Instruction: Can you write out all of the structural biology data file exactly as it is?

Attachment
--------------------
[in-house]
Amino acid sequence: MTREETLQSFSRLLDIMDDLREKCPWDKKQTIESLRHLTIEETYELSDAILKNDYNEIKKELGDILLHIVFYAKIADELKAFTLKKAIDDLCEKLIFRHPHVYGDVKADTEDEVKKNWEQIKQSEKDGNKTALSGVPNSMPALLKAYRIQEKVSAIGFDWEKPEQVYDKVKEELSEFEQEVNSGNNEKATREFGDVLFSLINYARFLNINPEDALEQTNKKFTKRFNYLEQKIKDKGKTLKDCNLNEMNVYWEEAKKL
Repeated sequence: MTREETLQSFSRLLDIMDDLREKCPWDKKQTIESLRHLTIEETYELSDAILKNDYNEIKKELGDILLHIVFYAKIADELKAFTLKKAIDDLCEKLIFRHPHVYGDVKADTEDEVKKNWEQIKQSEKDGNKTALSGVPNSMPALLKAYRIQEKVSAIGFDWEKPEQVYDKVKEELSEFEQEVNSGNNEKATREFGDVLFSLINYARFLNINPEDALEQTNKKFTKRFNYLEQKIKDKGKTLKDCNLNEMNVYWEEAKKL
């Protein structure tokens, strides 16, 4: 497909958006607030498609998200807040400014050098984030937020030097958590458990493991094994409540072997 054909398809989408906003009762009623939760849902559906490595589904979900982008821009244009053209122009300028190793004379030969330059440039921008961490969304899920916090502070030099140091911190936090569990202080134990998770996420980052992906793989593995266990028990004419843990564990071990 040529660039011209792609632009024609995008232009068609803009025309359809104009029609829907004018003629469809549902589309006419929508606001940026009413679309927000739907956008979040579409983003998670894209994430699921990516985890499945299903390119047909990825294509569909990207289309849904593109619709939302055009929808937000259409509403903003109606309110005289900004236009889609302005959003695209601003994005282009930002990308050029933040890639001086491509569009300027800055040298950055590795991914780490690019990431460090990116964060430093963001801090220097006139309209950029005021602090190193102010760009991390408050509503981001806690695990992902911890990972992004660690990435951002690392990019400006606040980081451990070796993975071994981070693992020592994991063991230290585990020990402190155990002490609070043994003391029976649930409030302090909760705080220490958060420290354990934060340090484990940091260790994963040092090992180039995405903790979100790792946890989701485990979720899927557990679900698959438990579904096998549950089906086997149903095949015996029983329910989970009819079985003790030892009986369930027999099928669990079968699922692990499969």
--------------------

[in-house]
Amino acid sequence: MTREETLQSFSRLLDIMDDLREKCPWDKKQTIESLRHLTIEETYELSDAILKNDYNEIKKELGDILLHIVFYAKIADELKAFTLKKAIDDLCEKLIFRHPHVYGDVKADTEDEVKKNWEQIKQSEKDGNKTALSGVPNSMPALLKAYRIQEKVSAIGFDWEKPEQVYDKVKEELSEFEQEVNSGNNEKATREFGDVLFSLINYARFLNINPEDALEQTNKKFTKRFNYLEQKIKDKGKTLKDCNLNEMNVYWEEAKKL
Repeated sequence: MTREETLQSFSRLLDIMDDLREKCPWDKKQTIESLRHLTIEETYELSDAILKNDYNEIKKELGDILLHIVFYAKIADELKAFTLKKAIDDLCEKLIFRHPHVYGDVKADTEDEVKKNWEQIKQSEKDGNKTALSGVPNSMPALLKAYRIQEKVSAIGFDWEKPEQVYDKVKEELSEFEQEVNSGNNEKATREFGDVLFSLINYARFLNINPEDALEQTNKKFTKRFNYLEQKIKDKGKTLKDCNLNEMNVYWEEAKKL
């Protein structure tokens, strides 16, 4: 497909958006607030498609998200807040400014050098984030937020030097958590458990493991094994409540072997 054909398809989408906003009762009623939760849902559906490595589904979900982008821009244009053209122009300028190793004379030969330059440039921008961490969304899920916090502070030099140091911190936090569990202080134990998770996420980052992906793989593995266990028990004419843990564990071990 040529660039011209792609632009024609995008232009068609803009025309359809104009029609829907004018003629469809549902589309006419929508606001940026009413679309927000739907956008979040579409983003998670894209994430699921990516985890499945299903390119047909990825294509569909990207289309849904593109619709939302055009929808937000259409509403903003109606309110005289900004236009889609302005959003695209601003994005282009930002990308050029933040890639001086491509569009300027800055040298950055590795991914780490690019990431460090990116964060430093963001801090220097006139309209950029005021602090190193102010760009991390408050509503981001806690695990992902911890990972992004660690990435951002690392990019400006606040980081451990070796993975071994981070693992020592994991063991230290585990020990402190155990002490609070043994003391029976649930409030302090909760705080220490958060420290354990934060340090484990940091260790994963040092090992180039995405903790979100790792946890989701485990979720899927557990679900698959438990579904096998549950089906086997149903095949015996029983329910989970009819079985003790030892009986369930027999099928669990079968699922692990499969």